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How to Overcome Collywobbles with Moshe Cohen, Ep #365

Moshe Cohen Overcome Collywobbles

Humans are primarily emotional. We bring fears into our negotiations. If we push too hard, we might get nothing. If we antagonize the other party, they might retaliate. We also worry about damaging relationships. The whole negotiation process is emotional. And when you get emotional, your ability to do what you know you should do decreases.

Two years ago, Moshe Cohen published “Collywobbles: How to Negotiate When Negotiating Makes You Nervous.” The term “Collywobbles” means the kind of stomachache you get when doing something that makes you anxious. His book looks to address an issue people are taught how to do, but when they have to do it, they choke. Something happens between theory and execution. Usually, they get nervous or anxious.

So what do you do when you feel like your emotions are taking over? Moshe shares some strategies in this episode of Negotiations Ninja.

Outline of This Episode

  • [1:43] Learn more about Moshe Cohen
  • [3:24] Why most people get collywobbles
  • [4:25] Where does fear stem from?
  • [5:49] Competitive and cooperative negotiation styles
  • [7:06] The pitfalls that impact negotiations
  • [9:00] Stop your false perceptions in their tracks
  • [13:37] Why managing moments is critical
  • [16:45] Physical health is often overlooked
  • [18:23] Pay attention to physical signals
  • [20:45] What Moshe learned from his background

Where does fear stem from?

Negotiators have a dichotomy between outcome and relationship. We think that to achieve good outcomes, we have to sacrifice or risk the relationship. And we think to have good relationships, we have to accommodate their needs and, therefore, sacrifice outcomes to get that.

We frame it as a relationship versus an outcome. So when we think about pursuing the outcome, we fear damaging that relationship. But Moshe points out that in good negotiations, you have to negotiate outcomes and relationships at the same time.

Competitive and cooperative negotiation styles exist in China. Yet Western cultures tend to make it either/or. Part of the reason is the way we approach relationships. Other cultures negotiate the relationship first. Then, within that relationship, you negotiate outcomes.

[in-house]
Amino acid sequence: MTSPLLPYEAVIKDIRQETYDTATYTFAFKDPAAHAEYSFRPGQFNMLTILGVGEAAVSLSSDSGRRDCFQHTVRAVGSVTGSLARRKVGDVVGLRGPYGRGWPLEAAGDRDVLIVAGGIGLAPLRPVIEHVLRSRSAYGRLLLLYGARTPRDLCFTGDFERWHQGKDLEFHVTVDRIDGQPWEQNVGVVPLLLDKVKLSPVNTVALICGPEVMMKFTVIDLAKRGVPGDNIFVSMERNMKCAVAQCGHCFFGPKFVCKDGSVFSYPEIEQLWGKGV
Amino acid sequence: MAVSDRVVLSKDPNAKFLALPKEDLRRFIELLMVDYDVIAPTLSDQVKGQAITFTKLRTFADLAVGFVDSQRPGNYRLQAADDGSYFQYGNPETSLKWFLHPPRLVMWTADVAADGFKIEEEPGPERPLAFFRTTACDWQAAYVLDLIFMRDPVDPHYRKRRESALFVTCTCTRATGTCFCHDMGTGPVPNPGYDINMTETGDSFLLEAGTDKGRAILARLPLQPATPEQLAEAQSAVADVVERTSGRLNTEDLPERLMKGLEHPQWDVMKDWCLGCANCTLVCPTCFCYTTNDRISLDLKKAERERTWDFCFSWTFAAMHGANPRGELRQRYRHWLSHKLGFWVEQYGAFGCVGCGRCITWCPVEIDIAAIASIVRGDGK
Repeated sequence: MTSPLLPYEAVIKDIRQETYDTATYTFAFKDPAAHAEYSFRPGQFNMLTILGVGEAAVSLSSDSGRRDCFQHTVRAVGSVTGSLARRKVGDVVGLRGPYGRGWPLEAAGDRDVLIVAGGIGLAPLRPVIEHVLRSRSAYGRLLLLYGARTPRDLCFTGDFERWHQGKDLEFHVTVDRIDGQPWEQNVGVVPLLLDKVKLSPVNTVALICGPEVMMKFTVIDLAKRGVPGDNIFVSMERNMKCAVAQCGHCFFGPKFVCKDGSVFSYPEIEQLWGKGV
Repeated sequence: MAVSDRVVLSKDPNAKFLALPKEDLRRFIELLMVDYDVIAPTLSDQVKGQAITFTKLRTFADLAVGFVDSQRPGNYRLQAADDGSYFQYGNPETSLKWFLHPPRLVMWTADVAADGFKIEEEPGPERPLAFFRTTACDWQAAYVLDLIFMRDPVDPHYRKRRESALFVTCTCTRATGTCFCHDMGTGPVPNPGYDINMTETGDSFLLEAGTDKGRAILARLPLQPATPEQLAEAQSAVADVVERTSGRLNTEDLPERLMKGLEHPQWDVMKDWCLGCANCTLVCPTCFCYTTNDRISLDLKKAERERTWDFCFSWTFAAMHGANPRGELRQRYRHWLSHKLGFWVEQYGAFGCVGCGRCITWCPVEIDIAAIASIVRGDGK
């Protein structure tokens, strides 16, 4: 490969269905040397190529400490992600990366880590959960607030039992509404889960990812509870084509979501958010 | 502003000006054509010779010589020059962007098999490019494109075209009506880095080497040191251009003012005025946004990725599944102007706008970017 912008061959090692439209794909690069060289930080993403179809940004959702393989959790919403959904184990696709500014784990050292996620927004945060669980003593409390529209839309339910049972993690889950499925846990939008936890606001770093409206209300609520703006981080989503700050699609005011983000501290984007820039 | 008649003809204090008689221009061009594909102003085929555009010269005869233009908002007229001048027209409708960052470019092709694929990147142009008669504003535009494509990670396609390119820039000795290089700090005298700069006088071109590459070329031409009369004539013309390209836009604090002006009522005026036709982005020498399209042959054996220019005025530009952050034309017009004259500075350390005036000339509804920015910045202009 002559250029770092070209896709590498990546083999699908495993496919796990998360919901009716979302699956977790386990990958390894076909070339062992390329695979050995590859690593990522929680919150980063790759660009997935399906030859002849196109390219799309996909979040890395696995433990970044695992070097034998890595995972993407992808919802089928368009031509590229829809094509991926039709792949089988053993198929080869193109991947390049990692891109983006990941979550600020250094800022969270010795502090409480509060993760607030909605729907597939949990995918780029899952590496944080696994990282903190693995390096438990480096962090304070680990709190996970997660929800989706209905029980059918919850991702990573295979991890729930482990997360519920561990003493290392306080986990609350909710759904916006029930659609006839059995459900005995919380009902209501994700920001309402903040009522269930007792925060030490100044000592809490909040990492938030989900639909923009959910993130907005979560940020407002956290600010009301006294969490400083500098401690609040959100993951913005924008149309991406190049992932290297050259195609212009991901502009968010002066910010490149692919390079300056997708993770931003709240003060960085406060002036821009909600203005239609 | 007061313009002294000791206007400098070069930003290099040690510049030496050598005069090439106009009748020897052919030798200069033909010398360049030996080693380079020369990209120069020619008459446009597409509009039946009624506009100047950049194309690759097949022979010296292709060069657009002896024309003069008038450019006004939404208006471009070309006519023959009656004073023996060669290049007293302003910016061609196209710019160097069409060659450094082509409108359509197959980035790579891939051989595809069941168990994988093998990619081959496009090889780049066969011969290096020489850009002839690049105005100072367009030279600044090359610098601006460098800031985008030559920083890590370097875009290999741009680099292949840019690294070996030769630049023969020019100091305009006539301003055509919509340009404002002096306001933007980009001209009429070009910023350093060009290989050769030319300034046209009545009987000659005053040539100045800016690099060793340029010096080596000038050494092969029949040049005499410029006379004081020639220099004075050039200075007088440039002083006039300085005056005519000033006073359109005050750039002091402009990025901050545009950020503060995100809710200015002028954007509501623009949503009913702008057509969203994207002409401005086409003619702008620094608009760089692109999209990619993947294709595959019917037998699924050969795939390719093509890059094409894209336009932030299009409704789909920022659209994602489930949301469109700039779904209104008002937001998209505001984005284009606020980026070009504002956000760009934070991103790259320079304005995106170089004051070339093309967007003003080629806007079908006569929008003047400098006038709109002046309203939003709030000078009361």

Westerners think of things as transactions that don’t involve relationships. We’re uncomfortable when we encounter negotiations that do threaten our relationships.

The pitfalls that impact negotiations

Moshe emphasizes that the more you know, the less uncertainty there is in the negotiation. Uncertainty makes us scared. When Moshe is negotiating in a realm where he’s done his homework, knows the norms, and knows the comparables, then he’s less nervous. When you research the other party and learn about them, what they’re going to do becomes less scary.

You also need to know yourself. What situations are difficult for you? What kind of people do you struggle with? What subject matters are difficult? What happens to you when you’re under stress? Once you know that, you can manage yourself much better.

Secondly, people don’t negotiate with the other party. They negotiate with their own narratives about the other party. You might think things like, “Oh, they’re so experienced, far more than me. I have no chance in this negotiation.” You might not even have said hello yet. You’re negotiating against fictional things you’ve created in your own mind.

What stories are you telling yourself?

It’s difficult for us to be self-aware. We’re normally in the thick of it and can’t focus on who we are, what we’re doing, what we’re feeling, how we’re acting, etc. Self-awareness is challenging. We tell stories about ourselves, the other party, and the situation. Stories have an impact on what we do, how we feel, and how we interact with others. How do you become more aware of your stories?

Pause. People rush through negotiations without pausing—but it pays to pause. Ask yourself, “What am I telling myself right now? What am I telling myself about what’s going on here?” This is difficult for people to do.

Once you’ve identified the stories you’re telling yourself, you want to look at available data. What do you really know? If you put your narratives through the filter of what you really know, you might realize you’re making up a lot. “They would never agree to X, Y, and Z…” but how do you know? It’s a set of assumptions you’re making.

Once you recognize that your narratives exist entirely in your own mind, you can realize that it isn’t the only possible narrative that describes the situation. If you’re negotiating against a huge company and think that you don’t have a chance, you make that self-fulfilling. But if you can figure out why they’re talking to you, it gives you power in the negotiation.

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